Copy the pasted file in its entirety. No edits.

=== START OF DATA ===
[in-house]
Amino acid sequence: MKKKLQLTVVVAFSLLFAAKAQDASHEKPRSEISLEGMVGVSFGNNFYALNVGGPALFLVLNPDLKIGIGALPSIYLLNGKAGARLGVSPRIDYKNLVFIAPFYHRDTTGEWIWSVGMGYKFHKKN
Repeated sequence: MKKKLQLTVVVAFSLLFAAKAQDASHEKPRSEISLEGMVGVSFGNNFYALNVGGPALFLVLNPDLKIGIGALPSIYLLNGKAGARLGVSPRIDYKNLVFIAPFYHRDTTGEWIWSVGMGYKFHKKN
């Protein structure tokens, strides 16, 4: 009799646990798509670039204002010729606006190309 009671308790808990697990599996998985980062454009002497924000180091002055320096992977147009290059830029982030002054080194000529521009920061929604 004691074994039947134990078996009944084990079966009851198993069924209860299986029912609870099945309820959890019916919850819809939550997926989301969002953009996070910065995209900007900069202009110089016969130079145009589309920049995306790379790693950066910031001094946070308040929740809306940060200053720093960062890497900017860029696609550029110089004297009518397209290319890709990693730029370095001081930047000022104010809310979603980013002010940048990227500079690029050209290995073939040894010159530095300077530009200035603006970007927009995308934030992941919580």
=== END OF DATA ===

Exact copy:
[in-house]
Amino acid sequence: MKKKLQLTVVVAFSLLFAAKAQDASHEKPRSEISLEGMVGVSFGNNFYALNVGGPALFLVLNPDLKIGIGALPSIYLLNGKAGARLGVSPRIDYKNLVFIAPFYHRDTTGEWIWSVGMGYKFHKKN
Repeated sequence: MKKKLQLTVVVAFSLLFAAKAQDASHEKPRSEISLEGMVGVSFGNNFYALNVGGPALFLVLNPDLKIGIGALPSIYLLNGKAGARLGVSPRIDYKNLVFIAPFYHRDTTGEWIWSVGMGYKFHKKN
């Protein structure tokens, strides 16, 4: 009799646990798509670039204002010729606006190309 009671308790808990697990599996998985980062454009002497924000180091002055320096992977147009290059830029982030002054080194000529521009920061929604 004691074994039947134990078996009944084990079966009851198993069924209860299986029912609870099945309820959890019916919850819809939550997926989301969002953009996070910065995209900007900069202009110089016969130079145009589309920049995306790379790693950066910031001094946070308040929740809306940060200053720093960062890497900017860029696609550029110089004297009518397209290319890709990693730029370095001081930047000022104010809310979603980013002010940048990227500079690029050209290995073939040894010159530095300077530009200035603006970007927009995308934030992941919580």